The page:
NOVO-OGARYOVO, Russia (Reuters) - Russian Prime Minister Vladimir Putin won Slovenia’s approval on Saturday for the South Stream pipeline, undermining European Union efforts to reduce dependency on Russian gas supplies.
The seal of approval is the latest victory for the Kremlin as it seeks to counter the long delayed Nabucco pipeline which is backed by the European Union as a way to curb dependency on Russia by pumping gas from the Caspian and the Middle East.
Slovenia's approval brings the South Stream pipeline a step closer to being built, though its backers -- Russian gas behemoth Gazprom GAZP.MM and Italy's Eni SpA ENI.MI -- still have to raise billions of dollars to finance the project.
“We have now signed deals with all the European partners needed for this project to be completed,” Putin told reporters at his Novo-Ogaryovo residency outside Moscow after signing the cooperation deal with Slovenian counterpart Borut Pahor.
Slovenia is the fifth country to sign such an agreement with Russia on the South Sea pipeline, which will skirt Ukraine and cross Bulgaria, Serbia, Hungary, Greece, Slovenia to Italy.
With a capacity of 63 billion cubic metres a year, the pipeline is expected to cost between 19 billion and 24 billion euros ($28 billion to $36 billion). It is due to become operational in 2015.
“Thanks to Slovenia’s participation, Russian natural gas will reach the Italian border, the main target market for the (South Stream) project,” a Russian government source, who requested anonymity, told reporters.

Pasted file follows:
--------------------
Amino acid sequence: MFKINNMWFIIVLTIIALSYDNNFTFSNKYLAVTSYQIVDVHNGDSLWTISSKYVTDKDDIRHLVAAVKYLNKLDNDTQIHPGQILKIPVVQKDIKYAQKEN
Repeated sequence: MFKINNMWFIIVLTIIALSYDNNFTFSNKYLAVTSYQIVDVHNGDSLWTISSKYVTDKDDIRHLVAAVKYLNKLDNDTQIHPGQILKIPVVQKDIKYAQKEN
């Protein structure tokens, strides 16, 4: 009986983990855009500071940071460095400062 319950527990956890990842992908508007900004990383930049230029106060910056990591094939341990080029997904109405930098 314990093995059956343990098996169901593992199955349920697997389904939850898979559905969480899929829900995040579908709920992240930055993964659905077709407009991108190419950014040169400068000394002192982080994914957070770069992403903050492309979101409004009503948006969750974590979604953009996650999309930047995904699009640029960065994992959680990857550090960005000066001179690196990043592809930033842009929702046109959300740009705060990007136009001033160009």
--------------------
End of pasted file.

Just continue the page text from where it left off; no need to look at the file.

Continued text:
Leaders in the European Union, which imports more than a quarter of its gas from Russia, were dismayed in January when a row between Ukraine and Moscow left European Union customers without gas in the dead of winter.
That dispute provoked calls for the European Union to diversify away from Russian gas supplies, though officials at Gazprom forecast EU dependency on Russian supplies will increase over the next decade.
Russia has been trying to persuade major European powers that support for alternative supply routes -- such as South Stream and another project known as Nord Stream -- will ensure smooth supplies. Both projects bypass Ukraine.
Putin, who said Russia will cut gas deliveries to Europe again this year if Ukraine siphons off transit supplies crossing its territory, will travel to Ukraine next week to discuss energy with his Ukrainian counterpart Yulia Tymoshenko.
Nord Stream, which will pipe gas under the Baltic Sea to Germany, recently received approvals from Denmark, Sweden and Finland, a sign that construction work may start next year.
Approval for the pipelines is a coup for Putin, Russia’s powerful prime minister who takes a keen interest in energy politics, and a blow for Nabucco, which has been plagued by a lack of supply agreements.
But Gazprom is facing an unprecedented fall in demand as some of its European customers switch to cheaper, liquefied natural gas and has yet to secure billions of dollars in financing for South Stream.
Slovenia had said in the past it also supports Nabucco, which if built would transport 31 billion cubic metres of gas a year from the Caspian region to an Austrian gas hub via Bulgaria, Romania, Turkey and Hungary.
Writing by Guy Faulconbridge, Dmitry Sergeyev and Gleb Bryanski; editing by Michael Roddy
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